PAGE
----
Assert Yourself in Four Easy Steps
Assertiveness – asking for something you need or saying no to a request – is a skill that is difficult for many people. It can be hard to speak directly about your needs while striking the right tone – not coming across as too aggressive or, perhaps even worse, too passive. Here are a few tips adapted from Dialectical Behavioral Therapy (DBT) to consider when thinking through a conversation where you would like to be assertive.
Use the acronym DEAR to remember the steps of assertiveness.
Step 1: Describe the situation to the person, focusing on just the facts of the situation (“The last 3 times we have met for dinner you have arrived more than 20 minutes late.”). This orients the person to the situation and gets you both on the same page.
Step 2: Express your opinion or how you feel about the situation (“I get frustrated waiting for you and start to wonder if you want to meet up with me.“). This helps the other person understand how the situation is affecting you and even empathize with how you feel.
Step 3: Assert what you need in the situation (“I’d like you to arrive on time when we hang out.”). Remember to state your request or your refusal clearly and directly!
Step 4: Reinforce your assertion by explaining the positive effects of getting what you want (“I’d look forward to our dinners more and be less stressed when you arrive if you can be on time.”).
Notice how you can capture a lot in just a few sentences. You might be surprised by how little you need to defend or justify yourself if you say things clearly, directly, and with confidence. Don’t be afraid to repeat your DEAR a couple times if the conversation strays from the topic and, be willing to negotiate – give a little to get a little of what you need without sacrificing your goals.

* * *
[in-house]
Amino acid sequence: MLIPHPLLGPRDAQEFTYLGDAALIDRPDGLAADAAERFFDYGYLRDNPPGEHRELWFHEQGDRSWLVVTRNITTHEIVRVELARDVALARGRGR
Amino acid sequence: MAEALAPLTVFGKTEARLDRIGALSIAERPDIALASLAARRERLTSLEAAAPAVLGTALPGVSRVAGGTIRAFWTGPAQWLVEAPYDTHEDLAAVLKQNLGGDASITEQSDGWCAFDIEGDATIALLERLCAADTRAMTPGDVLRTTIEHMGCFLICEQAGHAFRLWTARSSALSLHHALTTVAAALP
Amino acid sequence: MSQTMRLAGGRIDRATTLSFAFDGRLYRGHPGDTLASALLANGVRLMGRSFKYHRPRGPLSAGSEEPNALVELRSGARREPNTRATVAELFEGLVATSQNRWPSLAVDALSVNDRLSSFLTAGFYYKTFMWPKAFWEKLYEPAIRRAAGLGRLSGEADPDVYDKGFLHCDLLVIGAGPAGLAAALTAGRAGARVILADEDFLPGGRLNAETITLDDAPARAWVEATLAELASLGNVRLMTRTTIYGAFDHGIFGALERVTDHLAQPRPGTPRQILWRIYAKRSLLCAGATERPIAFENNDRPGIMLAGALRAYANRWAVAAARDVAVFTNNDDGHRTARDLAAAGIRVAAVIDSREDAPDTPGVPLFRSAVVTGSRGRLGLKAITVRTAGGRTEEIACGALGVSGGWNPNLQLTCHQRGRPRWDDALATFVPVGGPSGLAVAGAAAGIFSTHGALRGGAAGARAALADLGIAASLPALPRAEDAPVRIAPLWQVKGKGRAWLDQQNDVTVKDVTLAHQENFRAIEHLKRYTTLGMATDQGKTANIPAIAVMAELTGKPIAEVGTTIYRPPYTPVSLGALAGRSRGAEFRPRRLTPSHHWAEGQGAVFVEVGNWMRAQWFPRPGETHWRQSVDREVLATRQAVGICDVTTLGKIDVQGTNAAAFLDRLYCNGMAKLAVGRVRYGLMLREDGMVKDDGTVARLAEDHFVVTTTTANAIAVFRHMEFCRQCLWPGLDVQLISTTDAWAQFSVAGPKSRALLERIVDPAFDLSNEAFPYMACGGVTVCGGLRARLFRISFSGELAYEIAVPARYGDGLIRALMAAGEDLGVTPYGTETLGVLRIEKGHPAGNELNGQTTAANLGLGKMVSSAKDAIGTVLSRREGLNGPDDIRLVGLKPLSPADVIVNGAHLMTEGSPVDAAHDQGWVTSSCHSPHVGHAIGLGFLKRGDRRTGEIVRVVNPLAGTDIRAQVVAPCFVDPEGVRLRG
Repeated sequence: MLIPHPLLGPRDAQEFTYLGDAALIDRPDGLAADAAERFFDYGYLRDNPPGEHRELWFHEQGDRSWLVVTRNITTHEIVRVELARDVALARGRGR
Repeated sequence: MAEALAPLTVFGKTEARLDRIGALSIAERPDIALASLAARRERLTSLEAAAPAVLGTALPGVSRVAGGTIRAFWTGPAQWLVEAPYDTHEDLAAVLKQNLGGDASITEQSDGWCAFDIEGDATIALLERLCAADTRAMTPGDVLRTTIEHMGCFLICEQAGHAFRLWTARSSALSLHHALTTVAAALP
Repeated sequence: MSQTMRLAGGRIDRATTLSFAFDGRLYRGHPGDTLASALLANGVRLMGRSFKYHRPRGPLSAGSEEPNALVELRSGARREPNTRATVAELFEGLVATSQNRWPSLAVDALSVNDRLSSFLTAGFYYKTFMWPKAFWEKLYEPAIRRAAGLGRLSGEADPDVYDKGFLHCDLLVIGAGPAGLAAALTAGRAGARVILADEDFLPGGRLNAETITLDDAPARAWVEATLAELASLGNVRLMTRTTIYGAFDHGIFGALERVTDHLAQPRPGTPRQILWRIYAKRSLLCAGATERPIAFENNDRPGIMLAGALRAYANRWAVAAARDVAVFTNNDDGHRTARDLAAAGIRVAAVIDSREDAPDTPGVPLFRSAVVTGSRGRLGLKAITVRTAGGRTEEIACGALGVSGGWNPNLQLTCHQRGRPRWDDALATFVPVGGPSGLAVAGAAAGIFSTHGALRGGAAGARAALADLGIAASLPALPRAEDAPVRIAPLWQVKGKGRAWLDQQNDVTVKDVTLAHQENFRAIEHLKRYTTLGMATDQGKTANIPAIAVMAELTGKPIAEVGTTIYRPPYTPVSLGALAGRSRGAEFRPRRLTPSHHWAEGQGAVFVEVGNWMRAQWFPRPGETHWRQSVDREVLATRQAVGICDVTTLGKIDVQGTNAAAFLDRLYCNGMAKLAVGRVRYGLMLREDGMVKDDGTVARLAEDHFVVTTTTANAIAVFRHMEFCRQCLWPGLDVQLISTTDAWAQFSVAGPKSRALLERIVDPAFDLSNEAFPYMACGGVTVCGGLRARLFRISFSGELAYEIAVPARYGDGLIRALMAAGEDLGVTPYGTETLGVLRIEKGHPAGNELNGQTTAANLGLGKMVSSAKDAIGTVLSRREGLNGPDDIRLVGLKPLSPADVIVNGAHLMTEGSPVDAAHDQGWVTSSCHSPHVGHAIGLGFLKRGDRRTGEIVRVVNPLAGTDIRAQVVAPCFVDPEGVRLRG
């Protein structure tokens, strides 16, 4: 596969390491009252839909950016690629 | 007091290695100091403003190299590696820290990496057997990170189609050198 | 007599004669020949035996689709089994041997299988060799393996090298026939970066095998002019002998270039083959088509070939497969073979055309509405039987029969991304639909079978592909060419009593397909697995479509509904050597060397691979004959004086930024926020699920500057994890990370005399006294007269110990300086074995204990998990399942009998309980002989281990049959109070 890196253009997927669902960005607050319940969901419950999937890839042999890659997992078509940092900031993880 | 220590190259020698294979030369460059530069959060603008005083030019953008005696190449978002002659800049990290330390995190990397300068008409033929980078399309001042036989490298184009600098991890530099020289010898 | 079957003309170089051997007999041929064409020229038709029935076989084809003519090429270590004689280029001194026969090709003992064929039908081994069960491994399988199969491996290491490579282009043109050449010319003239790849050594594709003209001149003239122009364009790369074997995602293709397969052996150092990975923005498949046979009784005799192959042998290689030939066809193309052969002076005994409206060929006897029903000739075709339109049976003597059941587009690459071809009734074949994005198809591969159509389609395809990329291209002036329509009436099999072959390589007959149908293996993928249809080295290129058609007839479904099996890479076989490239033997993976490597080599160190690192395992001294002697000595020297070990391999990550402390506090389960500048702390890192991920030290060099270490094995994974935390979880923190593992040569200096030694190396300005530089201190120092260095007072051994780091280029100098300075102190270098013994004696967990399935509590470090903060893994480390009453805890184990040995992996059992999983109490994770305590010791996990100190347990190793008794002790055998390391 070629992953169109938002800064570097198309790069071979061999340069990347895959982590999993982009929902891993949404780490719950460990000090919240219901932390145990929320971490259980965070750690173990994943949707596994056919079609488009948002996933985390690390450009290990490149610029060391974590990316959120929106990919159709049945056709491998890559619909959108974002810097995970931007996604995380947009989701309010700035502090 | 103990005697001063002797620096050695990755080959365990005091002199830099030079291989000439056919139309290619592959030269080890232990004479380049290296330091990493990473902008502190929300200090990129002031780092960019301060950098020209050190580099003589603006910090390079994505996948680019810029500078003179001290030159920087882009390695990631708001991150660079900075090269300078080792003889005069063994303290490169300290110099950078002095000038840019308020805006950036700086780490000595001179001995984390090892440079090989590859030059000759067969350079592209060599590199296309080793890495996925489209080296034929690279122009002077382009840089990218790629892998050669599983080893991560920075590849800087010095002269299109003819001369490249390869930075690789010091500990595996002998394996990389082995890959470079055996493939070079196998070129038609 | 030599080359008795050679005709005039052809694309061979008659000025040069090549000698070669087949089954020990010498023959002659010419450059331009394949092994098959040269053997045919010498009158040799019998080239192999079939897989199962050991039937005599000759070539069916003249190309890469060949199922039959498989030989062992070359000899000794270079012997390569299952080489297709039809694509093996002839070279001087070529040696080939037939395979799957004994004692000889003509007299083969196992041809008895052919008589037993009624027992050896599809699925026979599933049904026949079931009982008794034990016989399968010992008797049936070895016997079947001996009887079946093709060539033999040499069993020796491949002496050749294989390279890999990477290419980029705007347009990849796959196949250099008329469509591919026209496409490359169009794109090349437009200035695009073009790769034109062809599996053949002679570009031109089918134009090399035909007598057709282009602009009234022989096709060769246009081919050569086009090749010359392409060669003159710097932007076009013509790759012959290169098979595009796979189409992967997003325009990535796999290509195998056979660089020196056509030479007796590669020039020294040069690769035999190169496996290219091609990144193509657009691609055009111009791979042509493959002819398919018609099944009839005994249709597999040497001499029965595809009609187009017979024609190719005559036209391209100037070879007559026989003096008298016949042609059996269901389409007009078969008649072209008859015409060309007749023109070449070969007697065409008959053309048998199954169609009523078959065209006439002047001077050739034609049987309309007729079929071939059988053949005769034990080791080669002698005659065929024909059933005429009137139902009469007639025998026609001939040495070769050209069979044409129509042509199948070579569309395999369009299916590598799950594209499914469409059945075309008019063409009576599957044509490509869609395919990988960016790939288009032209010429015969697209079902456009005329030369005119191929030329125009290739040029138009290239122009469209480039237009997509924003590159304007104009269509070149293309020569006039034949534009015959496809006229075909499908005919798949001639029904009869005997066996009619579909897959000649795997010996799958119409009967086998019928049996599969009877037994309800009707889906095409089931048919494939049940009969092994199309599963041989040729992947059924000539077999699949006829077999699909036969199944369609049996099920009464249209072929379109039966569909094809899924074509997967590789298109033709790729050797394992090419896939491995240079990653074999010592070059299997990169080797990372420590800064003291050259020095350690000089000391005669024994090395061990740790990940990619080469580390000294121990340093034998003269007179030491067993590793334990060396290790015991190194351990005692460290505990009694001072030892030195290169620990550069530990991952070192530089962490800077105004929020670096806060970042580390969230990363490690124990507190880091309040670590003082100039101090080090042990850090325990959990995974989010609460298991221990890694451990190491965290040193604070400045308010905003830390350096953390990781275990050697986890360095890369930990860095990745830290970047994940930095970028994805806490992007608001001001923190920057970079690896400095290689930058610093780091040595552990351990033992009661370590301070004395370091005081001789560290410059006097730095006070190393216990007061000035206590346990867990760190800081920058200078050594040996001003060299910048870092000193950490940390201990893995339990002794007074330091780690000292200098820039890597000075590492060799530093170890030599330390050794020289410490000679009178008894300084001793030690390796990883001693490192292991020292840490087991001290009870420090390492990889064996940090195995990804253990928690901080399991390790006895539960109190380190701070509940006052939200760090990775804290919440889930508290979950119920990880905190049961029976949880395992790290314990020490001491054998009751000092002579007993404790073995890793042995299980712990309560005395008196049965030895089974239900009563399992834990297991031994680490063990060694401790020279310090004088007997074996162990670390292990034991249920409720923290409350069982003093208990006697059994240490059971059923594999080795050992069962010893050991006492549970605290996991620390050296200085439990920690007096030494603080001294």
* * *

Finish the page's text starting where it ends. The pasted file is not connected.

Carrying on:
As you present your DEAR statements, keep in mind that some extra attention to the other person can go a long way. Use the acronym GIVE to remember to:
Be gentle (no attacks, threats, or eye rolling!).
Act interested in the other person by asking questions and not interrupting.
Validate the other person’s feelings and thoughts about the situation.
Use an easy manner – a smile and some humor can make the conversation more pleasant for everyone.
While being aware of the relationship is important, it’s also critical that you come away from the discussion with a sense of self-respect – like you stood up for yourself and handled the situation appropriately. To support your self-respect, remember the acronym FAST:
Be fair to yourself and others by validating your own feelings and the feelings of the other person.
Avoid (over)apologizing – such as apologizing for having an opinion or disagreeing.
Stick to your values by not agreeing to something that goes against your morals.
Be truthful by not exaggerating or making up excuses.
Even if you don’t get your objective met, it’s important to feel good about how you handled the conversation. And if you need extra motivation to act assertively, you can think about the short-term versus long-term impact on the relationship. Being too aggressive or too passive in a relationship may satisfy your short-term urges, such as to lash out at someone in anger or to avoid conflict altogether. However, if you do not stick up for your needs in the short-term you risk damaging the relationship in the long-term.